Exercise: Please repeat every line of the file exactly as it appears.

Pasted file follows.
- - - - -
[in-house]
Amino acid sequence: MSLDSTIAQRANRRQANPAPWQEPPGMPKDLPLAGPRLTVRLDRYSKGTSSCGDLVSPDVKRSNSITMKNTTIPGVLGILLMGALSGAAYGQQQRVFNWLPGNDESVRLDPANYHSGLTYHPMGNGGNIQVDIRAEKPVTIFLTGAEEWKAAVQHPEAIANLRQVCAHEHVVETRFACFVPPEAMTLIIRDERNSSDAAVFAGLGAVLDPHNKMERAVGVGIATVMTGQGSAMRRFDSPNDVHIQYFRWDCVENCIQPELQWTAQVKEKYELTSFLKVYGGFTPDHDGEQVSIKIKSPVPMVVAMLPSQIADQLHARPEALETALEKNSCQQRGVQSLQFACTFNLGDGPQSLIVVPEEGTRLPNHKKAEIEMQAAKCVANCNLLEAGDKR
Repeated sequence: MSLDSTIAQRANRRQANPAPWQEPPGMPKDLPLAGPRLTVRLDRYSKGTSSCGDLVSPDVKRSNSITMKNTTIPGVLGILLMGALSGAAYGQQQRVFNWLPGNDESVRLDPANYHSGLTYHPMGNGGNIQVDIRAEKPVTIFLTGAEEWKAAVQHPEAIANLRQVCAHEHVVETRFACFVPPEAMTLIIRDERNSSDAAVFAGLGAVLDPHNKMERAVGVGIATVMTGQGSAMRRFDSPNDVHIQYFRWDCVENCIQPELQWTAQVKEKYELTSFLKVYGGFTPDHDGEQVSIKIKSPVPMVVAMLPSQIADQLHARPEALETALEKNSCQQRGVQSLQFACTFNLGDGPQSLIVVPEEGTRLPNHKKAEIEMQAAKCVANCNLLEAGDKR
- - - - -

[in-house]
Amino acid sequence: MSLDSTIAQRANRRQANPAPWQEPPGMPKDLPLAGPRLTVRLDRYSKGTSSCGDLVSPDVKRSNSITMKNTTIPGVLGILLMGALSGAAYGQQQRVFNWLPGNDESVRLDPANYHSGLTYHPMGNGGNIQVDIRAEKPVTIFLTGAEEWKAAVQHPEAIANLRQVCAHEHVVETRFACFVPPEAMTLIIRDERNSSDAAVFAGLGAVLDPHNKMERAVGVGIATVMTGQGSAMRRFDSPNDVHIQYFRWDCVENCIQPELQWTAQVKEKYELTSFLKVYGGFTPDHDGEQVSIKIKSPVPMVVAMLPSQIADQLHARPEALETALEKNSCQQRGVQSLQFACTFNLGDGPQSLIVVPEEGTRLPNHKKAEIEMQAAKCVANCNLLEAGDKR
Repeated sequence: MSLDSTIAQRANRRQANPAPWQEPPGMPKDLPLAGPRLTVRLDRYSKGTSSCGDLVSPDVKRSNSITMKNTTIPGVLGILLMGALSGAAYGQQQRVFNWLPGNDESVRLDPANYHSGLTYHPMGNGGNIQVDIRAEKPVTIFLTGAEEWKAAVQHPEAIANLRQVCAHEHVVETRFACFVPPEAMTLIIRDERNSSDAAVFAGLGAVLDPHNKMERAVGVGIATVMTGQGSAMRRFDSPNDVHIQYFRWDCVENCIQPELQWTAQVKEKYELTSFLKVYGGFTPDHDGEQVSIKIKSPVPMVVAMLPSQIADQLHARPEALETALEKNSCQQRGVQSLQFACTFNLGDGPQSLIVVPEEGTRLPNHKKAEIEMQAAKCVANCNLLEAGDKR